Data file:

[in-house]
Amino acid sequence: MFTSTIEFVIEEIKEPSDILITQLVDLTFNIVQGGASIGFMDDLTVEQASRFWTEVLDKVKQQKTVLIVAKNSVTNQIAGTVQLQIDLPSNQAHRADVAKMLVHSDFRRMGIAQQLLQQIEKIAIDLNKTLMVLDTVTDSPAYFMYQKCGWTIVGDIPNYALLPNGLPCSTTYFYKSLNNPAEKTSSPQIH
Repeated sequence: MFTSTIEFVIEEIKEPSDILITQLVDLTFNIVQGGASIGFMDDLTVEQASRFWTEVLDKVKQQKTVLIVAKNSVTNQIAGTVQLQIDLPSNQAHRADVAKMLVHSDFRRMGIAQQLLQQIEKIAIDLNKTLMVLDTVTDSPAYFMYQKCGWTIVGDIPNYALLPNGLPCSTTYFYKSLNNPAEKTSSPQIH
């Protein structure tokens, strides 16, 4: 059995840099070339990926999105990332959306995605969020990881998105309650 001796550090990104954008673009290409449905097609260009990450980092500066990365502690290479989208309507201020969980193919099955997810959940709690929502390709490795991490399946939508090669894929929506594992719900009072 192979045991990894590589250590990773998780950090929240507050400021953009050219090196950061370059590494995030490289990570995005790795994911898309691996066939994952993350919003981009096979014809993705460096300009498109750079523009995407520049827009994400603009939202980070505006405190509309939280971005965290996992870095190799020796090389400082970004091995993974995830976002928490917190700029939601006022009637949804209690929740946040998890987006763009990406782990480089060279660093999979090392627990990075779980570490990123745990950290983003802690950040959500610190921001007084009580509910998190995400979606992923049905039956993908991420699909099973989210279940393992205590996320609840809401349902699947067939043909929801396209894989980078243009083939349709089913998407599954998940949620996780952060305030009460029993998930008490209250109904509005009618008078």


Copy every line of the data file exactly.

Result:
[in-house]
Amino acid sequence: MFTSTIEFVIEEIKEPSDILITQLVDLTFNIVQGGASIGFMDDLTVEQASRFWTEVLDKVKQQKTVLIVAKNSVTNQIAGTVQLQIDLPSNQAHRADVAKMLVHSDFRRMGIAQQLLQQIEKIAIDLNKTLMVLDTVTDSPAYFMYQKCGWTIVGDIPNYALLPNGLPCSTTYFYKSLNNPAEKTSSPQIH
Repeated sequence: MFTSTIEFVIEEIKEPSDILITQLVDLTFNIVQGGASIGFMDDLTVEQASRFWTEVLDKVKQQKTVLIVAKNSVTNQIAGTVQLQIDLPSNQAHRADVAKMLVHSDFRRMGIAQQLLQQIEKIAIDLNKTLMVLDTVTDSPAYFMYQKCGWTIVGDIPNYALLPNGLPCSTTYFYKSLNNPAEKTSSPQIH
């Protein structure tokens, strides 16, 4: 059995840099070339990926999105990332959306995605969020990881998105309650 001796550090990104954008673009290409449905097609260009990450980092500066990365502690290479989208309507201020969980193919099955997810959940709690929502390709490795991490399946939508090669894929929506594992719900009072 192979045991990894590589250590990773998780950090929240507050400021953009050219090196950061370059590494995030490289990570995005790795994911898309691996066939994952993350919003981009096979014809993705460096300009498109750079523009995407520049827009994400603009939202980070505006405190509309939280971005965290996992870095190799020796090389400082970004091995993974995830976002928490917190700029939601006022009637949804209690929740946040998890987006763009990406782990480089060279660093999979090392627990990075779980570490990123745990950290983003802690950040959500610190921001007084009580509910998190995400979606992923049905039956993908991420699909099973989210279940393992205590996320609840809401349902699947067939043909929801396209894989980078243009083939349709089913998407599954998940949620996780952060305030009460029993998930008490209250109904509005009618008078």